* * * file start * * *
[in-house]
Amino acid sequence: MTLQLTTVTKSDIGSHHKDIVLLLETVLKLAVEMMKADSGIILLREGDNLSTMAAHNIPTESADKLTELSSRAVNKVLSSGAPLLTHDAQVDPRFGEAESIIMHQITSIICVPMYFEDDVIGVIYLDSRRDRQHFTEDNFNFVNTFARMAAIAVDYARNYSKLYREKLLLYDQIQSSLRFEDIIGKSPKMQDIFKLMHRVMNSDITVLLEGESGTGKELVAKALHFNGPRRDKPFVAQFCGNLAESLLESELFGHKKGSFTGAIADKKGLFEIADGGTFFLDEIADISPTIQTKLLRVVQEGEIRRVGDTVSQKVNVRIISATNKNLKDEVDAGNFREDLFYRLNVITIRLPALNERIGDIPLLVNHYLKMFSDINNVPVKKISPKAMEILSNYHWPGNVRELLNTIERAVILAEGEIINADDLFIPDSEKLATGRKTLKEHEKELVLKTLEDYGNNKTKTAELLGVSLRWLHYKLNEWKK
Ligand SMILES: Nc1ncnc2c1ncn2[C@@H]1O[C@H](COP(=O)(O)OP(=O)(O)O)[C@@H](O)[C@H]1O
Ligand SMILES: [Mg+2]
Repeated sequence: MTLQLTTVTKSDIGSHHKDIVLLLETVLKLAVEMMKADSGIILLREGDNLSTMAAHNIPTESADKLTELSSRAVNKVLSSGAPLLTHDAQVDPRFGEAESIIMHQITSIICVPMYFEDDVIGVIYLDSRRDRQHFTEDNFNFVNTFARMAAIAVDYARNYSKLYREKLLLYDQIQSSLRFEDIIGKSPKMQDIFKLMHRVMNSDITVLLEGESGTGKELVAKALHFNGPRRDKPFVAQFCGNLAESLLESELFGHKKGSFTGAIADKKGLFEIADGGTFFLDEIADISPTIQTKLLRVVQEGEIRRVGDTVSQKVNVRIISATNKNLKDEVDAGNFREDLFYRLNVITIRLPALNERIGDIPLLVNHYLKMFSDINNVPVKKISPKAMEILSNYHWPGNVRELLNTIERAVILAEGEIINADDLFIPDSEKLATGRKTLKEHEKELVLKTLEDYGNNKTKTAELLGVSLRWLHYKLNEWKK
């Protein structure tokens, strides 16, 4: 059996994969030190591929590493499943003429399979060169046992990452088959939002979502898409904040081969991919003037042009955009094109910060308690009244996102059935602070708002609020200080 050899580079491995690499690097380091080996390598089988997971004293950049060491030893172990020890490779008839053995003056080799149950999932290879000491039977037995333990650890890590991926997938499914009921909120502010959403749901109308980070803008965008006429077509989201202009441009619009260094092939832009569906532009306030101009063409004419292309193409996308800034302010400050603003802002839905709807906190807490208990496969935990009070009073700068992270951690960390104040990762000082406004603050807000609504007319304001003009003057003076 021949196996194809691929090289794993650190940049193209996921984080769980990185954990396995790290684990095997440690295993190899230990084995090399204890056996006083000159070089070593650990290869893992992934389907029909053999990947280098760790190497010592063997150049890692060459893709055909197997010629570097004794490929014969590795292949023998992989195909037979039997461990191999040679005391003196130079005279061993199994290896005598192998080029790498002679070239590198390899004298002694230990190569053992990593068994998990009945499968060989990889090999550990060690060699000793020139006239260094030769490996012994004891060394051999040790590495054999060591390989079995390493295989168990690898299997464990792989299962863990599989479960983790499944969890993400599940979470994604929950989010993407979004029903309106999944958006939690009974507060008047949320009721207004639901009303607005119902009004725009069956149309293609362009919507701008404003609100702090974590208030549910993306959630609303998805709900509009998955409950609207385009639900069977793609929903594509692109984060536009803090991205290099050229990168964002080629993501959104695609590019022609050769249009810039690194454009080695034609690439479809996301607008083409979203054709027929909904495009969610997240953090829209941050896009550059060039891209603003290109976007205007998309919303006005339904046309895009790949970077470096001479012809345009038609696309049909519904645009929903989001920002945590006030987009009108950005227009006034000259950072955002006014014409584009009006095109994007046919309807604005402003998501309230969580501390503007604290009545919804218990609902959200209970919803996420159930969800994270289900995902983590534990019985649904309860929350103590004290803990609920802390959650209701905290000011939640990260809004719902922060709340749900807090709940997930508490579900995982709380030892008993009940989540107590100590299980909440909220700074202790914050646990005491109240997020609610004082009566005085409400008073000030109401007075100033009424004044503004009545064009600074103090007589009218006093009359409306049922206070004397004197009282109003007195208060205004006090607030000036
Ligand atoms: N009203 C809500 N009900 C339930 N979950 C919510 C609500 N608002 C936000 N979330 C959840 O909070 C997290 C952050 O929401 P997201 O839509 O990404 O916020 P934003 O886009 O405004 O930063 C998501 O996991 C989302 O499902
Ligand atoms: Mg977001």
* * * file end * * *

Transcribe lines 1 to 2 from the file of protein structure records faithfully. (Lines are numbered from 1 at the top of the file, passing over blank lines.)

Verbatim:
[in-house]
Amino acid sequence: MTLQLTTVTKSDIGSHHKDIVLLLETVLKLAVEMMKADSGIILLREGDNLSTMAAHNIPTESADKLTELSSRAVNKVLSSGAPLLTHDAQVDPRFGEAESIIMHQITSIICVPMYFEDDVIGVIYLDSRRDRQHFTEDNFNFVNTFARMAAIAVDYARNYSKLYREKLLLYDQIQSSLRFEDIIGKSPKMQDIFKLMHRVMNSDITVLLEGESGTGKELVAKALHFNGPRRDKPFVAQFCGNLAESLLESELFGHKKGSFTGAIADKKGLFEIADGGTFFLDEIADISPTIQTKLLRVVQEGEIRRVGDTVSQKVNVRIISATNKNLKDEVDAGNFREDLFYRLNVITIRLPALNERIGDIPLLVNHYLKMFSDINNVPVKKISPKAMEILSNYHWPGNVRELLNTIERAVILAEGEIINADDLFIPDSEKLATGRKTLKEHEKELVLKTLEDYGNNKTKTAELLGVSLRWLHYKLNEWKK